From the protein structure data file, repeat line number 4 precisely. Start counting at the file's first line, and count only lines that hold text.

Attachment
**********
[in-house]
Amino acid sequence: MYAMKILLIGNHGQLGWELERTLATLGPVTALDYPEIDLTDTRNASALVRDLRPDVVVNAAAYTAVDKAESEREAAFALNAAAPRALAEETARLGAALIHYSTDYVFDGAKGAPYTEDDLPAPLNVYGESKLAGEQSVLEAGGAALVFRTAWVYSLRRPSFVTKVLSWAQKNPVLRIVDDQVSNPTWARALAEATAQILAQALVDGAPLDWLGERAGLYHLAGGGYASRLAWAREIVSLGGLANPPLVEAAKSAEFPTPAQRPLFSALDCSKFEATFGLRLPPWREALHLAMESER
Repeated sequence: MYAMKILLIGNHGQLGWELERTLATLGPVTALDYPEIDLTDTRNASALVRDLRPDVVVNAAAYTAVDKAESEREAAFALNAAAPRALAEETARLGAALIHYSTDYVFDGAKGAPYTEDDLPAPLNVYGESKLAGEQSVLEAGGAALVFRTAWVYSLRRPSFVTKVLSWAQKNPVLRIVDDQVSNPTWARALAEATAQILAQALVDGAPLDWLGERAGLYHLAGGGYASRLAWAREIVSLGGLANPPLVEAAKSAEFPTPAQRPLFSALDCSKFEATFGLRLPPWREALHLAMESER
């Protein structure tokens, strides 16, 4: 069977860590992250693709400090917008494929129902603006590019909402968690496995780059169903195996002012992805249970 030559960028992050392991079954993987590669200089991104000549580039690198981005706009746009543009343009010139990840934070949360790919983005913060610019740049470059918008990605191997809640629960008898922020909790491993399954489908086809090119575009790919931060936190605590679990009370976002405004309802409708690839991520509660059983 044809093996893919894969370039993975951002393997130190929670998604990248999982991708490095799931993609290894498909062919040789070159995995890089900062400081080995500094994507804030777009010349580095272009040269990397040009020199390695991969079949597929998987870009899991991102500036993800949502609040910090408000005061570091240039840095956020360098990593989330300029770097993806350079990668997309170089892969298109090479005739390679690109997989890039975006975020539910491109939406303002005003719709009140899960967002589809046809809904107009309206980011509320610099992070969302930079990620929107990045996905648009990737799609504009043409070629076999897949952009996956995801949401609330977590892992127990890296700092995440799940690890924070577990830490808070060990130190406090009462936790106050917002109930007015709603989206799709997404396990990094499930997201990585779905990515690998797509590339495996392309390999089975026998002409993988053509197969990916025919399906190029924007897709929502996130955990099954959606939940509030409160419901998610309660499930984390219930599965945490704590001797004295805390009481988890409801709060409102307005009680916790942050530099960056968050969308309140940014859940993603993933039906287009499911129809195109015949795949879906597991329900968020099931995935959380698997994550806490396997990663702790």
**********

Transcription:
């Protein structure tokens, strides 16, 4: 069977860590992250693709400090917008494929129902603006590019909402968690496995780059169903195996002012992805249970 030559960028992050392991079954993987590669200089991104000549580039690198981005706009746009543009343009010139990840934070949360790919983005913060610019740049470059918008990605191997809640629960008898922020909790491993399954489908086809090119575009790919931060936190605590679990009370976002405004309802409708690839991520509660059983 044809093996893919894969370039993975951002393997130190929670998604990248999982991708490095799931993609290894498909062919040789070159995995890089900062400081080995500094994507804030777009010349580095272009040269990397040009020199390695991969079949597929998987870009899991991102500036993800949502609040910090408000005061570091240039840095956020360098990593989330300029770097993806350079990668997309170089892969298109090479005739390679690109997989890039975006975020539910491109939406303002005003719709009140899960967002589809046809809904107009309206980011509320610099992070969302930079990620929107990045996905648009990737799609504009043409070629076999897949952009996956995801949401609330977590892992127990890296700092995440799940690890924070577990830490808070060990130190406090009462936790106050917002109930007015709603989206799709997404396990990094499930997201990585779905990515690998797509590339495996392309390999089975026998002409993988053509197969990916025919399906190029924007897709929502996130955990099954959606939940509030409160419901998610309660499930984390219930599965945490704590001797004295805390009481988890409801709060409102307005009680916790942050530099960056968050969308309140940014859940993603993933039906287009499911129809195109015949795949879906597991329900968020099931995935959380698997994550806490396997990663702790």